I was a little taken aback by the team Eddie Jones selected to take on Italy. This weekend’s game was an opportunity to hand the likes of Jamie George and Kyle Sinckler starts against an opponent that looks ready to be carved open.
The Italians were way off the pace in their opening games, and I wouldn’t be surprised to see England do a real number on them in Twickenham. Saying that, they are to be respected, and Eddie will want his team to attain a bonus point before thinking about running up a massive score.
I fully expected to see Owen Farrell start at fly-half with Ben Te’o coming in at inside-centre. So for George Ford, it’s a real endorsement of his ability and status. While better sides might be able to exploit the Worcester Warriors centre in defence, Italy just don’t have the players to take advantage of his lack of experience.
Although Italy might be capable of stifling England for a period, I simply can’t see them being able to deal with England’s pace and power. Ireland put 63 points on Italy, so I would expect England to rack up a similar score.
I have heard some people say England need to go all out in search of scores so as to positively impact upon their points tally at the end of the Championship, but the introduction of the bonus point system has changed the landscape of the Six Nations.
If England were to run in a record number of tries against Italy, it would be of very little benefit if Ireland scored a bonus point win over France, a result that’s not outside the realms of possibility.
France have made changes to their lineup to negate Ireland’s advantage when it comes to physical conditioning. Although Uini Atonio may have destroyed both England and Scotland at scrum time, he does very little around the field and would have been a liability in defence.
Likewise, Yoann Huget has been brought in so as to counter Ireland’s kicking game, but I just can’t see France containing Ireland for 80 minutes. Yes, Louis Picamoles will give them go forward, but Ireland have the ability to retain the ball through over 20 phases.
France have yet to show the capacity to defend against such a sustained and lengthy offensive. When England upped the tempo through James Haskell and Ben Te’o in Twickenham, the French players struggled to get up off the floor and compete at subsequent phases.
If Ireland can play with similar precision and speed on Saturday, then it is possible for them to attain a bonus point. What’s more, Guy Noves didn’t select a replacement for Camille Lopez on the bench.
Throughout the last week or so there has been much talk of France targeting Johnny Sexton, but I expect Ireland to try and rattle the Clermont playmaker by sending Stander and O’Brien down his channel at every available opportunity in the opening 30 minutes.
If they force Lopez off the field, then Noves will be left with no option but to move Baptiste Serin into the number 10 slot. If such a scenario were to come to pass, it would be a disaster of Noves’ own making and give Ireland every possible chance of achieving a bonus point win.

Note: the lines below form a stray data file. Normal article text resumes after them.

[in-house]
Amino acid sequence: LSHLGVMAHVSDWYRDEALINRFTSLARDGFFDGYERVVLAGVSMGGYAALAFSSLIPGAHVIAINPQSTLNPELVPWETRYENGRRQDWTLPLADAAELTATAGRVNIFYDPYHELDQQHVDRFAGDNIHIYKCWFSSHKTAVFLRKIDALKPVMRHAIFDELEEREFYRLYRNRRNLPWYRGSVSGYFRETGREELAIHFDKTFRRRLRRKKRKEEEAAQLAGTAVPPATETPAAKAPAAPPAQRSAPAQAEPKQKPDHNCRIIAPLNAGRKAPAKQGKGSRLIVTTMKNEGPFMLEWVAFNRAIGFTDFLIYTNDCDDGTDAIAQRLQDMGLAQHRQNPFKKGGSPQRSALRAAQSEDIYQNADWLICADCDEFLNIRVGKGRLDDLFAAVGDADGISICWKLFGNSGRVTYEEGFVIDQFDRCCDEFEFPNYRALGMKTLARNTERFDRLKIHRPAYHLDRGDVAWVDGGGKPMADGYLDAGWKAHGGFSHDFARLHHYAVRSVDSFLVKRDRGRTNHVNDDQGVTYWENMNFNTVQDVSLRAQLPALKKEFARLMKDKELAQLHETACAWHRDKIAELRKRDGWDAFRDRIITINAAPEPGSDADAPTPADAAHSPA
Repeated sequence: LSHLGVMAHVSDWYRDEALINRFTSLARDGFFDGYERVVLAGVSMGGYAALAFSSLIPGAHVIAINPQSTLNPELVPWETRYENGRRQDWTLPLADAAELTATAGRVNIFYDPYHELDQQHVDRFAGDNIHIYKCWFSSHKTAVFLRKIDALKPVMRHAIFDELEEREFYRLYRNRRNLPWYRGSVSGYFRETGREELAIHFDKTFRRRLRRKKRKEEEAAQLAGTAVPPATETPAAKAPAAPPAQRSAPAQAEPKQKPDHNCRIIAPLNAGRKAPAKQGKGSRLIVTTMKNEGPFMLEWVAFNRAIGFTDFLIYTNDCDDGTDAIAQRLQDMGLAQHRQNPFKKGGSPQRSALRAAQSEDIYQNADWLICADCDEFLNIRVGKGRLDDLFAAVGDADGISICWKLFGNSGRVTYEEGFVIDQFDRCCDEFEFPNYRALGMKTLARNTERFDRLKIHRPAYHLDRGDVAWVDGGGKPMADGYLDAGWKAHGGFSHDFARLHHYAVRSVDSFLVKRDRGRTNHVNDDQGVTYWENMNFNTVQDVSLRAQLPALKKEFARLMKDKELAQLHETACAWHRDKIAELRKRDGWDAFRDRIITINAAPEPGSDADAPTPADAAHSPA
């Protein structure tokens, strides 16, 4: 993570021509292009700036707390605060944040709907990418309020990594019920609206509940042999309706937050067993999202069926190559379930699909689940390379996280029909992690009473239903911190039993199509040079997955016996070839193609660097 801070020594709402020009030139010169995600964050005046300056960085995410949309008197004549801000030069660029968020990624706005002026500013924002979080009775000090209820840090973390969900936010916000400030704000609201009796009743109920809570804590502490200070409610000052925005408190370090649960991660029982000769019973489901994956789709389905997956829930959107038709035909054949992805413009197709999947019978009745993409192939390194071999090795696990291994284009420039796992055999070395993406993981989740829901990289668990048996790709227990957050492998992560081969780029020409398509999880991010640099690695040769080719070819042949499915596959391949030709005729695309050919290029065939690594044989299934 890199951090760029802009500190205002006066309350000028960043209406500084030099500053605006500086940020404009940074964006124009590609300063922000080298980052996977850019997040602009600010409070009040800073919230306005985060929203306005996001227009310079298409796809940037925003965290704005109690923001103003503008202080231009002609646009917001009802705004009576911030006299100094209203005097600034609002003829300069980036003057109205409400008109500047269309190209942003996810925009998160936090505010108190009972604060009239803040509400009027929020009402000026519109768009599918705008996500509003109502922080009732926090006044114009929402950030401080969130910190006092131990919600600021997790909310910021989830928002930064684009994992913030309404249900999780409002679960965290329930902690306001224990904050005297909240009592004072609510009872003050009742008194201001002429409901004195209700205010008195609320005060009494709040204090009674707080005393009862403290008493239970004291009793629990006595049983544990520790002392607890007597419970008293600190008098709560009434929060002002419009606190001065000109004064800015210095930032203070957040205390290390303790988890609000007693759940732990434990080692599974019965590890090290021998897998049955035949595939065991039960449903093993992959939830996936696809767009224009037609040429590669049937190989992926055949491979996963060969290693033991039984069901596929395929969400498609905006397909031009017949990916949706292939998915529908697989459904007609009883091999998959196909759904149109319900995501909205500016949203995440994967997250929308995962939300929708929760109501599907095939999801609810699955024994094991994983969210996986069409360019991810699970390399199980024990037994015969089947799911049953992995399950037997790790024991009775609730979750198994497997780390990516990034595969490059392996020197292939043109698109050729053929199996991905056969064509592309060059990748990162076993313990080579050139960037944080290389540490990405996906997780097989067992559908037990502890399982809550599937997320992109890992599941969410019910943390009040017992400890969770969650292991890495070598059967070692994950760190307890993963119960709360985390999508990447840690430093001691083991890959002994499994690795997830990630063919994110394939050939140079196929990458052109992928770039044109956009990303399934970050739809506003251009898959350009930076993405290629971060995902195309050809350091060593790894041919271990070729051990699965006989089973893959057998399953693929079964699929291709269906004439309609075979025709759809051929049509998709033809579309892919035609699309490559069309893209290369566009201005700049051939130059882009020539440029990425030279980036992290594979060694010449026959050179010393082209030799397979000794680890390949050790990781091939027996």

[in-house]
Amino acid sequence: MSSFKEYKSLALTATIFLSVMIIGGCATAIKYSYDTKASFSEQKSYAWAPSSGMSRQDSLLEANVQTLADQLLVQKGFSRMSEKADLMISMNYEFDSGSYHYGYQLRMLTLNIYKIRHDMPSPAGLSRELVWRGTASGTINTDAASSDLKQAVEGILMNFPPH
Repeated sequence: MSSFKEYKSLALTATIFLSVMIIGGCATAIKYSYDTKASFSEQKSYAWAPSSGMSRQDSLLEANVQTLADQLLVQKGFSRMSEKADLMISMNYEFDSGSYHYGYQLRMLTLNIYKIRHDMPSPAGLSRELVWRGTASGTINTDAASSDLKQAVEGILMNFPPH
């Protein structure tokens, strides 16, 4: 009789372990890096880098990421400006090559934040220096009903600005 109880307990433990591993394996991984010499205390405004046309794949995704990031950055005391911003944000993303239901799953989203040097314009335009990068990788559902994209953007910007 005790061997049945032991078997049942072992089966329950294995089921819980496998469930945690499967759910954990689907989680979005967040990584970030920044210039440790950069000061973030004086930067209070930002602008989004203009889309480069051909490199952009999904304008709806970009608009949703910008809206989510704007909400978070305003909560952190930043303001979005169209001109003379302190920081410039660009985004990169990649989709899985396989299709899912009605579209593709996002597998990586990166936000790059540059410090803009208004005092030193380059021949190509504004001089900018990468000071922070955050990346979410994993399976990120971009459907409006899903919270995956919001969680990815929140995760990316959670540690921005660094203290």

I feel French physicality could have undone the Scottish revival. Vern Cotter and his side continue to feel the effects of their defeat in Paris, with the hugely influential Greig Laidlaw and Josh Strauss missing out this weekend.
Without Strauss, Scotland will struggle for physicality in the back row, while Laidlaw’s leadership will be missed. The scrum-half might not supply the quickest service, but he controlled the game brilliantly in the final ten minutes against Ireland.
While Ali Price’s passing is much quicker from the base, it’s hard to see Scotland being able to benefit from the scrum half’s snappier service if Sam Warburton and Justin Tipuric dominate at the breakdown.
The Welsh flankers will have seen how Scotland caused Ireland all sorts of bother by producing quick ball and being able to ship possession wide at the earliest opportunity. Warburton and Tipuric will not measure their success by the number of turnovers won at the breakdown, but by the number of seconds Price has to spend digging the ball out of the contact area.
Every second Scotland spend trying to shift the Welsh fetchers off the ball will reduce the space available to Stuart Hogg.
Rob Howley will also have learned from his own failings against England. Wales were in control of that game and looked the most likely winners when he took Ross Moriarty and Rhys Webb off two weeks ago.
The void left was Moriarty was filled by James Haskell when Eddie Jones introduced the flanker in the Principality Stadium. The Welsh number eight was hugely physical in defence, but after he was withdrawn, Wales had no one to counter England’s power.
Howley may have fallen into the trap of relying on match data and statistical driven analysis instead of trusting his own judgement and instincts.
Jones shows little regard or mercy when he sees something not going to plan. We have seen in the past how he’s not afraid to make alterations or substitutions in the opening half-hour of matches.
Howley will have learned the hard way following his side’s defeat in Cardiff and I doubt he will be tempted to change a winning formula if his side are on top in Murrayfield after 60 minutes.
Andy Goode, Pundit Arena
On this week’s Oval Office Podcast, Rob Henderson tells us about Ireland’s 12 potential Lions, Paddy Butler identifies weaknesses in the French game plan, Mako Vunipola discusses the challenge of facing Tadhg Furlong and historian David Toms relives Ireland’s 2007 clash with England in Croke Park.